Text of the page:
SDMIA Fall Symposium: Invited Speakers

Craig Boutilier


Title: Large-scale MDPs in Practice: Opportunities and Challenges
Markov decision processes (MDPs) have been very well-studied in AI over the past 20 years and offer great promise as a model for sophisticated decision making. However, the practical applications of MDPs and reinforcement learning (RL)—in particular, AI-based approaches—have been somewhat limited. Indeed, the use of MDPs and RL in AI applications pales in comparison to the wide-ranging applications of machine learning across a variety of industrial sectors.

In this talk, I'll discuss:

  • a sample of areas of direct industrial relevance where MDPs and RL have great promise;
  • some speculation as to why ML methods in these areas have succeeded, while the application of sequential decision-making techniques has faltered;
  • how we can bridge that gap, including: techniques for leveraging existing large-scale ML methods for modeling MDPs; the tension between model-based and model-free methods; and time permitting, some thoughts on solution methods for such models at industrial scale.

Emma Brunskill


Title: Quickly Learning to Make Good Decisions
A fundamental goal of artificial intelligence is to create agents that learn to make good decisions as they interact with a stochastic environment. Some of the most exciting and valuable potential applications involve systems that interact directly with humans, such as intelligent tutoring systems or medical interfaces. In these cases, sample efficiency is highly important, as each decision, good or bad, is impacting a real person. I will describe our research on tackling this challenge, as well as its relevance to improving educational tools.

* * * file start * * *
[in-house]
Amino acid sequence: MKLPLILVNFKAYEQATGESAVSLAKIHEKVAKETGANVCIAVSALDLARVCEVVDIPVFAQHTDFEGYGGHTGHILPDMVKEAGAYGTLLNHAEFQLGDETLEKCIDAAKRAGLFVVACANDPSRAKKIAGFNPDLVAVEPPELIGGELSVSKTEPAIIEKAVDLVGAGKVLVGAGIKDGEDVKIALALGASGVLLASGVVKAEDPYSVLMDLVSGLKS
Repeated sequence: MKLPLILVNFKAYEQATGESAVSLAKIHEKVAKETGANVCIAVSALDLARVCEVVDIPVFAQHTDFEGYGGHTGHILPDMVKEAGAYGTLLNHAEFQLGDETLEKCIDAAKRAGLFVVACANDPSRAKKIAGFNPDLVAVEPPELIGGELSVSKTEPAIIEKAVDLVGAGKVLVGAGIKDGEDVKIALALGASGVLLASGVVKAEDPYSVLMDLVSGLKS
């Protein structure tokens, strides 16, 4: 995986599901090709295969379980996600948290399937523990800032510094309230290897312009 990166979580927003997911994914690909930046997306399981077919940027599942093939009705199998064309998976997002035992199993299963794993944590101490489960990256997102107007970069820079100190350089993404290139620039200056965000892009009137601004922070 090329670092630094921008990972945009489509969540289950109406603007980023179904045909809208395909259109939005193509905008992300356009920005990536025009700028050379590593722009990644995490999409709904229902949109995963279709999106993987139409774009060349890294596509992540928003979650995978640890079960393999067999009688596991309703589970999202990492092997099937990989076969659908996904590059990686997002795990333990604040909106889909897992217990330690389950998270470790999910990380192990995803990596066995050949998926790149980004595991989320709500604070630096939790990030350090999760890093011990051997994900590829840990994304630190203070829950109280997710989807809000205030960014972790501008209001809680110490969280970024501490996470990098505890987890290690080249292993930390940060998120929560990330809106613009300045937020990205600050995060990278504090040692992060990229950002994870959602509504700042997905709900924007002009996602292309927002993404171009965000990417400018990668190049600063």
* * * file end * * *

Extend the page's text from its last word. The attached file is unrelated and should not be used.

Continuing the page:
Alan Fern

Oregon State

Title: Kinder and Gentler Teaching Modes for Human-Assisted Policy Learning
This talk considers the problem of teaching action policies to computers for sequential decision making. The vast majority of policy learning algorithms offer human teachers little flexibility in how policies are taught. In particular, one of two learning modes is typically considered: 1) Imitation learning, where the teacher demonstrates explicit action sequences to the learner, and 2) Reinforcement learning, where the teacher designs a reward function for the learner to autonomously optimize via practice. This is in sharp contrast to how humans teach other humans, where many other learning modes are commonly used besides imitation and practice. The talk will highlight some of our recent work on broadening the available learning modes for computer policy learners, with the eventual aim of allowing humans to teach computers more naturally and efficiently. In addition, we will sketch some of the challenges in this research direction for both policy learning and more general planning systems.

Mykel Kochenderfer


Title: Decision Theoretic Planning for Air Traffic Applications
Every large aircraft in the world is equipped with a collision avoidance system that alerts pilots to potential conflict with other aircraft and recommends maneuvers to avoid collision. Due to the potentially catastrophic consequences of error in their operation, the complex decision making rules underlying the system have received considerable scrutiny over the past few decades. Recently, the international safety community has been working to standardize a new system for worldwide deployment that is derived from a partially observable Markov decision process (POMDP) formulation. This talk will discuss the process taken for developing the system and building confidence in its safe operation. In addition, several other applications of POMDPs to air traffic problems will be outlined.

Milind Tambe